UK: Mild weather hits profits at Next
- Credit: PA
Britain’s Indian summer will knock £25 million off profits at Next after the sustained period of mild weather saw its sales performance melt away.
The group warned that turbulent trading conditions meant it could even see sales fall over the key final quarter, which includes the Christmas period.
Sales grew by 5.4% in the third quarter to October 25, compared to original expectations of 10%, following the mild autumn which is set to see temperatures of up to 20C (68F) this week.
Next said it now expected full-year pre-tax profits to rise 11% to £770 million, down from £795 million previously expected.
Shares fell 3% while the weather warning also hit the stock performance of rivals Marks & Spencer - which reports half-year results next week - and Primark owner Associated British Foods.
Next said last month that it would have to lower its profits guidance for the year if the Indian summer continued throughout October.
It said today: “In the event October remained unseasonably warm and sales for the third quarter were up 5.4%, which compares to our original expectation of +10%.”
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Quarterly sales in stores grew by just 2.4% but the overall figure was boosted by the performance of online and catalogue sales through Next Directory, up 9.6%.
Better weather has hit demand for jumpers and coats.
“Whilst a cool August meant that the season started well, this was more than offset by much weaker sales in September and October,” Next said.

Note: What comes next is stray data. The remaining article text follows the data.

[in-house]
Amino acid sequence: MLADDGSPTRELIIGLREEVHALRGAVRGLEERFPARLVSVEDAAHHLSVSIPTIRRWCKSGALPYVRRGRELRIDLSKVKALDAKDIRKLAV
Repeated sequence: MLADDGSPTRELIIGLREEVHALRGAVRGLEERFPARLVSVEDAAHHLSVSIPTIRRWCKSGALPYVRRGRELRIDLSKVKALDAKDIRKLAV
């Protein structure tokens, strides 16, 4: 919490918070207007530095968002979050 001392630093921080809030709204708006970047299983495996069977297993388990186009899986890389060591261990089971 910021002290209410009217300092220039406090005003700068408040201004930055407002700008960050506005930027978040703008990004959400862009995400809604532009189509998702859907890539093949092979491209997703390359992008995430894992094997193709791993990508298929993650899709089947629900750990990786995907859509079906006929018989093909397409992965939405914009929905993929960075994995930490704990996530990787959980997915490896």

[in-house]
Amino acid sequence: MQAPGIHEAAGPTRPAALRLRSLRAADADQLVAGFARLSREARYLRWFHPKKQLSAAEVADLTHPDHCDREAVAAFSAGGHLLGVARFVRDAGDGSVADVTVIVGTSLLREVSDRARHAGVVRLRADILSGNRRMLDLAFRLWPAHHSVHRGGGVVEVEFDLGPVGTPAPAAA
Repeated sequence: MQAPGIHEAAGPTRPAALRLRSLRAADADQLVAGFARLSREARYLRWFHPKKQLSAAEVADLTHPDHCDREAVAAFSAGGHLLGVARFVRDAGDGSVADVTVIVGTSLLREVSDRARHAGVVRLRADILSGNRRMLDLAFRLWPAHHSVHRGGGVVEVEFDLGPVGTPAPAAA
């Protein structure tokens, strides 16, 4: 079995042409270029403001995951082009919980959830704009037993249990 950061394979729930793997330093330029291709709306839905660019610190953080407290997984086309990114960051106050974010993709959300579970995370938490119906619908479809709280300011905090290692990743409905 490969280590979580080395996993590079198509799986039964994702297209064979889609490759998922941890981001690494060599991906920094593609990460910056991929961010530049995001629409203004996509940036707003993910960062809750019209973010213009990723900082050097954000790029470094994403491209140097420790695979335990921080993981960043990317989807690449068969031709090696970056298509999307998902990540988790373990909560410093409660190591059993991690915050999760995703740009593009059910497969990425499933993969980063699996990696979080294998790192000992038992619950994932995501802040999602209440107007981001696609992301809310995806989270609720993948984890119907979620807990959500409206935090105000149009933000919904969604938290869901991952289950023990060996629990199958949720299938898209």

It revealed that sales fell year-on-year for three weeks in September and were almost flat on a couple of weeks in October.
The group added: “Given the volatility of current trading and the very strong fourth quarter performance last year, we have moderated our expectations for the fourth quarter this year.”
It now expects to record fourth quarter sales somewhere between a fall of 2% and a rise of 4% compared to the prior year. The central forecast of 1% growth is down from a previous expectation of 4%.
Full-year total sales are now expected to be between 6% and 8% higher than last year, with Next having previously pencilled in a rise of 7-10%.
The group said that its full-year debt was forecast to be in line with next year so it did not intend to pay any further special dividends in the current financial year, having already returned more than £700 million to shareholders.
Next, which overtook Marks & Spencer with a £695 million annual profits haul earlier this year, had been experiencing its strongest sales growth for many years prior to the slower performance in September.
Cantor Fitzgerald analyst Freddie George said: “Our view is that the current slippage is completely due to the mild weather, the underlying trend for consumption remains positive and the comparatives for next year ease.
“It does appear, however, that we are seeing more extreme weather patterns.”
Retail analyst Nick Bubb said the third quarter figures were not a big surprise but it was a “slight disappointment” that Next was not confident about making the shortfall up in the fourth quarter.